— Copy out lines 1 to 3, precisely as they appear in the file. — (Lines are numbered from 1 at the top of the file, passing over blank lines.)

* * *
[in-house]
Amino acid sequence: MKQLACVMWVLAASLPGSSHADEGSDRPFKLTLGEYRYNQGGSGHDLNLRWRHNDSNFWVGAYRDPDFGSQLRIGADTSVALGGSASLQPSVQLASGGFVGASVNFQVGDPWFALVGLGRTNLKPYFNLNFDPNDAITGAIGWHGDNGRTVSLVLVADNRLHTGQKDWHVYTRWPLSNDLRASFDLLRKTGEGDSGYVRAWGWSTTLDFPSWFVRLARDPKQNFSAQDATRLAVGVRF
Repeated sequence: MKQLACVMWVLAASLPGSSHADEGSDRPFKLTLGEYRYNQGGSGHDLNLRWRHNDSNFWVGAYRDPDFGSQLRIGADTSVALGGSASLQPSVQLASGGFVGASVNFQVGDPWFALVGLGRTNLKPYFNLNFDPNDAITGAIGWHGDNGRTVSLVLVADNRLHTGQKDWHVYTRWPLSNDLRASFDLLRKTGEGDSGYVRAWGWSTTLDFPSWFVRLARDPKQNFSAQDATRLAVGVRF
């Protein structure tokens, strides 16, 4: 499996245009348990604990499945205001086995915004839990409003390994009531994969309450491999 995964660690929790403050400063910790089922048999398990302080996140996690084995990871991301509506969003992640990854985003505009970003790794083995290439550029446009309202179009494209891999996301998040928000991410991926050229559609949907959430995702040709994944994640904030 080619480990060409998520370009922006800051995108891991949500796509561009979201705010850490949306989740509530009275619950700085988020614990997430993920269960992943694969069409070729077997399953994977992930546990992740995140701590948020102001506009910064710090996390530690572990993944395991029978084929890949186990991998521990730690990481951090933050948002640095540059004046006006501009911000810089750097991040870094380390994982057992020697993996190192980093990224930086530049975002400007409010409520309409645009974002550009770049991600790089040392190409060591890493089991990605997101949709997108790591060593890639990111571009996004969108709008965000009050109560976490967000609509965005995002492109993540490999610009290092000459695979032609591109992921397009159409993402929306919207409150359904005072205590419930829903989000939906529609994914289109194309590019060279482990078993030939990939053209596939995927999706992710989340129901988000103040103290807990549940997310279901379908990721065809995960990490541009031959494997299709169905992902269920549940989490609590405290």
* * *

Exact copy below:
[in-house]
Amino acid sequence: MKQLACVMWVLAASLPGSSHADEGSDRPFKLTLGEYRYNQGGSGHDLNLRWRHNDSNFWVGAYRDPDFGSQLRIGADTSVALGGSASLQPSVQLASGGFVGASVNFQVGDPWFALVGLGRTNLKPYFNLNFDPNDAITGAIGWHGDNGRTVSLVLVADNRLHTGQKDWHVYTRWPLSNDLRASFDLLRKTGEGDSGYVRAWGWSTTLDFPSWFVRLARDPKQNFSAQDATRLAVGVRF
Repeated sequence: MKQLACVMWVLAASLPGSSHADEGSDRPFKLTLGEYRYNQGGSGHDLNLRWRHNDSNFWVGAYRDPDFGSQLRIGADTSVALGGSASLQPSVQLASGGFVGASVNFQVGDPWFALVGLGRTNLKPYFNLNFDPNDAITGAIGWHGDNGRTVSLVLVADNRLHTGQKDWHVYTRWPLSNDLRASFDLLRKTGEGDSGYVRAWGWSTTLDFPSWFVRLARDPKQNFSAQDATRLAVGVRF